Clive, IA -(Ammoland.com)- My name is Nicholas Forney, and I am writing today to express my opinion as to why it is important to me as a disabled veteran that Iowa should follow the lead of the 39 other states in the United States of America that allow suppressor ownership.
Born and raised in northwest Iowa, I joined the Army in 2005 as an infantryman, eventually becoming a paratrooper. While I loved my job as an airborne mortarman, it came with some degrading health side effects. It’s very common for paratroopers to develop bad knees (thanks to repeated hard landings).
But during my time in the service I was also diagnosed with a severe case of hearing loss. Being raised in the great state of Iowa I, like thousands of other kids, grew up around guns and sport shooting. Sport shooting allows you certain comforts that being in a war zone simply does not. One of those comforts is the use of hearing protection devices. Jumping out of airplanes, shooting rifles, machine guns, mortars, and all of the other things that my job in the Army demanded of me were detrimental to my hearing, and quite frankly my best efforts to protect my sense of hearing weren’t enough.
From 2006-2007 I was deployed to Iraq. A considerable amount of my deployment was spent in combat firing my weapon, flanked by my fellow soldiers firing weapons around me, as well as the all too common IED explosion. Unsurprisingly, my hearing began to seriously degrade. When I returned home after that deployment I was told that my hearing had deteriorated to the point where I needed to be fitted for hearing aids. I was 23 years old.
My desire to serve would not be dissuaded. Despite serious hearing loss I deployed twice more. I was in Afghanistan from 2009 to 2010, and was sent back to Afghanistan from 2012 and 2013. My second and third deployments were particularly hard on my hearing. We had constant mortar fire striking without notice, each time leaving us with a ringing in our ears and a bit more irreparable damage. After my third tour of duty I was told I could no longer serve as a combat infantryman. The doctors told me my hearing had gotten so bad that I was no longer medically fit to serve in the Infantry.
I made the hard choice to end my time in the Army and head home to Iowa. I am now a college student, and wear my hearing aids every day so as to be able to simply hear my professors as I pursue my education. One of my greatest sources of enjoyment, the shooting sports, now causes me considerable pain and further damage to my hearing. Even with great care put into wearing hearing protection any type of heavy sound pollution can still cause damage. I was warned over and over to protect my hearing by Army doctors. One of the best tools they recommended would be a firearms suppressor. The sad fact is, however, my beloved state of Iowa does not allow civilians to legally own suppressors.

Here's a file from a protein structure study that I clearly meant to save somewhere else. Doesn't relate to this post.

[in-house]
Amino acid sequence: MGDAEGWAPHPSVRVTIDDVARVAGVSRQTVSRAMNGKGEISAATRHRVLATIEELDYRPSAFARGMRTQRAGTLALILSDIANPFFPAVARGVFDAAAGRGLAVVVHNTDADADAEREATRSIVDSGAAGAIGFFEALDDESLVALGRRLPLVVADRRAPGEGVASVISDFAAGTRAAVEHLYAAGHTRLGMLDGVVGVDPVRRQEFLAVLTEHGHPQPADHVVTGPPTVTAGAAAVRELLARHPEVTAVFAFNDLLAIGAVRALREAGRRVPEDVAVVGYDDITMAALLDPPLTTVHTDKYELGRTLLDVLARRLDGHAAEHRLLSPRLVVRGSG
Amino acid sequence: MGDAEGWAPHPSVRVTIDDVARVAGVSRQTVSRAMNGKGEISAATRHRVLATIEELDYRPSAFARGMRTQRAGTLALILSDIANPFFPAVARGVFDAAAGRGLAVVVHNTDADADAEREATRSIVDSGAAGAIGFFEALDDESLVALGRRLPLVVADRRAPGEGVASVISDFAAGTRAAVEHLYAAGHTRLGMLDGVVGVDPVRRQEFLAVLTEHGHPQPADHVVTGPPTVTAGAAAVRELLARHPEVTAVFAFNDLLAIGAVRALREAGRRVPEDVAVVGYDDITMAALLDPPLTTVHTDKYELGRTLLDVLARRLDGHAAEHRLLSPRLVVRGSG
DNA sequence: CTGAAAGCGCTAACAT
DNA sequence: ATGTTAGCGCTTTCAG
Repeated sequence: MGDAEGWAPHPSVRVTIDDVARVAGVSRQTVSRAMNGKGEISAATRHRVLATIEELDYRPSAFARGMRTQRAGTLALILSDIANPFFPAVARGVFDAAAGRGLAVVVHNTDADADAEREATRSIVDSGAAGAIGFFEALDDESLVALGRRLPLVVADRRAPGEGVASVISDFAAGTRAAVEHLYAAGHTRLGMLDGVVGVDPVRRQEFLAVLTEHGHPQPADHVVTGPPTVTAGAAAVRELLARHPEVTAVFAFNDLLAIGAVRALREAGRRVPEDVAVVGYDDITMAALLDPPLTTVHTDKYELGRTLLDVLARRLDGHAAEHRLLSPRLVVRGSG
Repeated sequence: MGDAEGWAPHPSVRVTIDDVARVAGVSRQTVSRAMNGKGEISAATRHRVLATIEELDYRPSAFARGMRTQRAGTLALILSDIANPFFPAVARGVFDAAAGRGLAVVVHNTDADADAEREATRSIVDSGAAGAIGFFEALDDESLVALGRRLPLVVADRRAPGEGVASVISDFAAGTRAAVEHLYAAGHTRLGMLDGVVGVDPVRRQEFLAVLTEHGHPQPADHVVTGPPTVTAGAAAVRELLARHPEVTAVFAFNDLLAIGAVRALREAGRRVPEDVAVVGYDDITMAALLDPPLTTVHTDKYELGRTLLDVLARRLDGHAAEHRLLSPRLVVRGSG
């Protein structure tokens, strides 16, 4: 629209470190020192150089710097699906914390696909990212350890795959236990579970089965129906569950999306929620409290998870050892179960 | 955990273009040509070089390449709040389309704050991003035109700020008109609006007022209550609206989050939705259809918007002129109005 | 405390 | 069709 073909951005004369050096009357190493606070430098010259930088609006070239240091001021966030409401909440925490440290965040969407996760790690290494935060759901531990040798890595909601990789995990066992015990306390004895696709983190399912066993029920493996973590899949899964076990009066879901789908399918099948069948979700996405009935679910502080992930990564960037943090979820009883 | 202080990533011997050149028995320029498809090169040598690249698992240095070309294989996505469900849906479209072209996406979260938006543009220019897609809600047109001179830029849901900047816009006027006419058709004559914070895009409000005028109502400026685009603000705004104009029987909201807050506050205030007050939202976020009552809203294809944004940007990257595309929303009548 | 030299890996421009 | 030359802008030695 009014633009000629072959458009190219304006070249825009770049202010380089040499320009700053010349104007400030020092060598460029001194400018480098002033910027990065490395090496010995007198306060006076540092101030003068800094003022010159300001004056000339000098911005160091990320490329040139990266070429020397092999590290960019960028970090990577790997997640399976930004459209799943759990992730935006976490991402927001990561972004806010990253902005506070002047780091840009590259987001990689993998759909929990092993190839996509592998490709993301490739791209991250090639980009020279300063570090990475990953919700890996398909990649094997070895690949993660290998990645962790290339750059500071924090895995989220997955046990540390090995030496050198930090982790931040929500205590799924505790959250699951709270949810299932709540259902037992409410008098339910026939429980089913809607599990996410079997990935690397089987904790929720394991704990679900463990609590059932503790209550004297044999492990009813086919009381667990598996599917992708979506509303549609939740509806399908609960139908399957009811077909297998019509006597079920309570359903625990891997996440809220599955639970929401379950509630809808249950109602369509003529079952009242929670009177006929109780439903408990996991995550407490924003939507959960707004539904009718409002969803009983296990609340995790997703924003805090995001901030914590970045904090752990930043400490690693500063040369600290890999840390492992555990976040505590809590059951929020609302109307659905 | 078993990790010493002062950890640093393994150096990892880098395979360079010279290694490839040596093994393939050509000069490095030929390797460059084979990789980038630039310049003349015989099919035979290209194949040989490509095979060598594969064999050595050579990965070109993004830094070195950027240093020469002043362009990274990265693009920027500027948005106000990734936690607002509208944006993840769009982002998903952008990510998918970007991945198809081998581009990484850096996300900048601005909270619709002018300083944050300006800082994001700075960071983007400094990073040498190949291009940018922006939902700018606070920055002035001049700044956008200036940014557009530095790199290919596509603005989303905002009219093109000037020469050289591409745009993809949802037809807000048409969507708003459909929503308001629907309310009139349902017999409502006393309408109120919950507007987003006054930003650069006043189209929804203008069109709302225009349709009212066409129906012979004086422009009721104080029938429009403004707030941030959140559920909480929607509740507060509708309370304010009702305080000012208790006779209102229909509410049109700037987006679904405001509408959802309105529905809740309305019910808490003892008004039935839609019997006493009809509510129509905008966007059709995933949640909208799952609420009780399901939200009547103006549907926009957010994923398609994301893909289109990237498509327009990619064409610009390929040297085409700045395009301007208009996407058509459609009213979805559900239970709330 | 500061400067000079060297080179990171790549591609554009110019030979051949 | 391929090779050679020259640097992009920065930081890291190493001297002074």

Suppressors are legal in 39 states. To me, a suppressor on a firearm is no different than a muffler on a car. It is a very simple, mechanical safety device that helps me, and those around me, to safely enjoy recreational sport shooting. As a father, it’s important to me to pass this family tradition on to my son. I want nothing more than for my son, and anyone else I introduce to the shooting sports, to safely enjoy this sport.
Legalizing suppressors will help provide another level of firearm safety for myself, but more importantly for my family and for thousands of other Iowans.
U.S. Army Veteran
Spirit Lake, IA
About Iowa Firearms Coalition
Iowa Firearms Coalition is an entirely volunteer, grassroots, 2nd Amendment advocacy group. Responsible for bringing uniformity to Iowa’s Concealed Weapons Permitting process, IFC’s members work to protect and enhance 2nd Amendment rights in Iowa. An affiliate of the National Rifle Association, the IFC actively seeks to foster and promote the shooting sports. Sign up for our email list for the latest on 2nd Amendment issues in Iowa. You can support our work by becoming a member, or making a donation.
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